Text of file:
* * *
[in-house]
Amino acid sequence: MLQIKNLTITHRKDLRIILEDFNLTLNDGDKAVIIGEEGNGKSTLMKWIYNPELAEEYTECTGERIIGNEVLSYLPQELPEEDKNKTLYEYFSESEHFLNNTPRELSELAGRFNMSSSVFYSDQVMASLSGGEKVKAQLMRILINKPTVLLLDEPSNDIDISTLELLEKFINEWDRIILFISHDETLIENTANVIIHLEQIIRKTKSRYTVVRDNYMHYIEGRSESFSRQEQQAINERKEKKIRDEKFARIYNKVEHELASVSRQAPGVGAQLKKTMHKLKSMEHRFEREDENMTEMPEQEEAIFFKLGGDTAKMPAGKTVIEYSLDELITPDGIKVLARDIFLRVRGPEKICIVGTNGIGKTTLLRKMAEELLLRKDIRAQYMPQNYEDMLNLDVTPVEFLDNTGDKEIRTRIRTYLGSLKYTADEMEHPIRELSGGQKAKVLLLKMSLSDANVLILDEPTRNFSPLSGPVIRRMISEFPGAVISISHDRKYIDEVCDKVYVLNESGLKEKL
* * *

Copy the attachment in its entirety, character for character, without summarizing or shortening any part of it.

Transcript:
[in-house]
Amino acid sequence: MLQIKNLTITHRKDLRIILEDFNLTLNDGDKAVIIGEEGNGKSTLMKWIYNPELAEEYTECTGERIIGNEVLSYLPQELPEEDKNKTLYEYFSESEHFLNNTPRELSELAGRFNMSSSVFYSDQVMASLSGGEKVKAQLMRILINKPTVLLLDEPSNDIDISTLELLEKFINEWDRIILFISHDETLIENTANVIIHLEQIIRKTKSRYTVVRDNYMHYIEGRSESFSRQEQQAINERKEKKIRDEKFARIYNKVEHELASVSRQAPGVGAQLKKTMHKLKSMEHRFEREDENMTEMPEQEEAIFFKLGGDTAKMPAGKTVIEYSLDELITPDGIKVLARDIFLRVRGPEKICIVGTNGIGKTTLLRKMAEELLLRKDIRAQYMPQNYEDMLNLDVTPVEFLDNTGDKEIRTRIRTYLGSLKYTADEMEHPIRELSGGQKAKVLLLKMSLSDANVLILDEPTRNFSPLSGPVIRRMISEFPGAVISISHDRKYIDEVCDKVYVLNESGLKEKL